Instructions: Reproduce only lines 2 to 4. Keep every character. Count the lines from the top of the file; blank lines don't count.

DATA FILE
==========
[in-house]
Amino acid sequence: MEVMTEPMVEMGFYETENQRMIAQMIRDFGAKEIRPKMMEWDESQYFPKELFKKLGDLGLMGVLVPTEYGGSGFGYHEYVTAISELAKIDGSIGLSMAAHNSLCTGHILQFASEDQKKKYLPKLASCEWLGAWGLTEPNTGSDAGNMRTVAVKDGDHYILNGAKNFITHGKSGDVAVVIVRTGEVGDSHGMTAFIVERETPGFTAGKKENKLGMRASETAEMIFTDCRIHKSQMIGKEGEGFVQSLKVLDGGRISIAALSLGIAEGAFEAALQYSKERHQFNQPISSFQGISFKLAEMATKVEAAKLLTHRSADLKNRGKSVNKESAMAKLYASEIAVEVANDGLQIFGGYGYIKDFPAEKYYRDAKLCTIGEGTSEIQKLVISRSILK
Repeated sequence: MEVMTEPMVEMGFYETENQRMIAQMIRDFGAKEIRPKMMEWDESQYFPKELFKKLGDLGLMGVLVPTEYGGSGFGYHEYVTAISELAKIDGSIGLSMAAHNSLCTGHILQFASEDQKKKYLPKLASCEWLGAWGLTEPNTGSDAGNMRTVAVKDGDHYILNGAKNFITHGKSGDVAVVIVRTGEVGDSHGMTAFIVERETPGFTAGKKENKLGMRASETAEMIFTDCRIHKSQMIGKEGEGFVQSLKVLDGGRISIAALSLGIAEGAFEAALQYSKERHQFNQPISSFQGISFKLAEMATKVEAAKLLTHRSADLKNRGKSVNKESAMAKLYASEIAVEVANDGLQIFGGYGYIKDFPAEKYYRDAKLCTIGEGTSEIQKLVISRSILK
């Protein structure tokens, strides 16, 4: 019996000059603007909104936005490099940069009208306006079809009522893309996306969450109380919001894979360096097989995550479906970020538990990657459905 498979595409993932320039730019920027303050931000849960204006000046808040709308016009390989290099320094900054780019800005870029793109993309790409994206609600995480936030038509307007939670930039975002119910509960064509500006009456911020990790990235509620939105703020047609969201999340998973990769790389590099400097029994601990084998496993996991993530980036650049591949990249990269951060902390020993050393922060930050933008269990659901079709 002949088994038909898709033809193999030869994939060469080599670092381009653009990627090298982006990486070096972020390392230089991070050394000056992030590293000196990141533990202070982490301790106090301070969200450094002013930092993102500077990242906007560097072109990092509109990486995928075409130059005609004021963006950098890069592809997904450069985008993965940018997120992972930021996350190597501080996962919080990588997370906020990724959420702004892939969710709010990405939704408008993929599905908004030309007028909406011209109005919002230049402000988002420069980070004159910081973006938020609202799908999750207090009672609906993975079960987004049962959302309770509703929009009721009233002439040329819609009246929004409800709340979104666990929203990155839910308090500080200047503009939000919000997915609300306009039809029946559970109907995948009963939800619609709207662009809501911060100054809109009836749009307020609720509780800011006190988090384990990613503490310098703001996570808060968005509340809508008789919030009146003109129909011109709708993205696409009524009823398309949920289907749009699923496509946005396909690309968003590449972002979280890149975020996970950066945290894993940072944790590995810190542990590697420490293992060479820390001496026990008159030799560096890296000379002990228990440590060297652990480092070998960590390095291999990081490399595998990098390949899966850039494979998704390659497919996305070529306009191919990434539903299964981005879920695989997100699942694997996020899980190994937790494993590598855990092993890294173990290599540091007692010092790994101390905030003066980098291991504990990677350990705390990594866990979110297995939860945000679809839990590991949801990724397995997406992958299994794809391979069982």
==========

Amino acid sequence: MEVMTEPMVEMGFYETENQRMIAQMIRDFGAKEIRPKMMEWDESQYFPKELFKKLGDLGLMGVLVPTEYGGSGFGYHEYVTAISELAKIDGSIGLSMAAHNSLCTGHILQFASEDQKKKYLPKLASCEWLGAWGLTEPNTGSDAGNMRTVAVKDGDHYILNGAKNFITHGKSGDVAVVIVRTGEVGDSHGMTAFIVERETPGFTAGKKENKLGMRASETAEMIFTDCRIHKSQMIGKEGEGFVQSLKVLDGGRISIAALSLGIAEGAFEAALQYSKERHQFNQPISSFQGISFKLAEMATKVEAAKLLTHRSADLKNRGKSVNKESAMAKLYASEIAVEVANDGLQIFGGYGYIKDFPAEKYYRDAKLCTIGEGTSEIQKLVISRSILK
Repeated sequence: MEVMTEPMVEMGFYETENQRMIAQMIRDFGAKEIRPKMMEWDESQYFPKELFKKLGDLGLMGVLVPTEYGGSGFGYHEYVTAISELAKIDGSIGLSMAAHNSLCTGHILQFASEDQKKKYLPKLASCEWLGAWGLTEPNTGSDAGNMRTVAVKDGDHYILNGAKNFITHGKSGDVAVVIVRTGEVGDSHGMTAFIVERETPGFTAGKKENKLGMRASETAEMIFTDCRIHKSQMIGKEGEGFVQSLKVLDGGRISIAALSLGIAEGAFEAALQYSKERHQFNQPISSFQGISFKLAEMATKVEAAKLLTHRSADLKNRGKSVNKESAMAKLYASEIAVEVANDGLQIFGGYGYIKDFPAEKYYRDAKLCTIGEGTSEIQKLVISRSILK
């Protein structure tokens, strides 16, 4: 019996000059603007909104936005490099940069009208306006079809009522893309996306969450109380919001894979360096097989995550479906970020538990990657459905 498979595409993932320039730019920027303050931000849960204006000046808040709308016009390989290099320094900054780019800005870029793109993309790409994206609600995480936030038509307007939670930039975002119910509960064509500006009456911020990790990235509620939105703020047609969201999340998973990769790389590099400097029994601990084998496993996991993530980036650049591949990249990269951060902390020993050393922060930050933008269990659901079709 002949088994038909898709033809193999030869994939060469080599670092381009653009990627090298982006990486070096972020390392230089991070050394000056992030590293000196990141533990202070982490301790106090301070969200450094002013930092993102500077990242906007560097072109990092509109990486995928075409130059005609004021963006950098890069592809997904450069985008993965940018997120992972930021996350190597501080996962919080990588997370906020990724959420702004892939969710709010990405939704408008993929599905908004030309007028909406011209109005919002230049402000988002420069980070004159910081973006938020609202799908999750207090009672609906993975079960987004049962959302309770509703929009009721009233002439040329819609009246929004409800709340979104666990929203990155839910308090500080200047503009939000919000997915609300306009039809029946559970109907995948009963939800619609709207662009809501911060100054809109009836749009307020609720509780800011006190988090384990990613503490310098703001996570808060968005509340809508008789919030009146003109129909011109709708993205696409009524009823398309949920289907749009699923496509946005396909690309968003590449972002979280890149975020996970950066945290894993940072944790590995810190542990590697420490293992060479820390001496026990008159030799560096890296000379002990228990440590060297652990480092070998960590390095291999990081490399595998990098390949899966850039494979998704390659497919996305070529306009191919990434539903299964981005879920695989997100699942694997996020899980190994937790494993590598855990092993890294173990290599540091007692010092790994101390905030003066980098291991504990990677350990705390990594866990979110297995939860945000679809839990590991949801990724397995997406992958299994794809391979069982």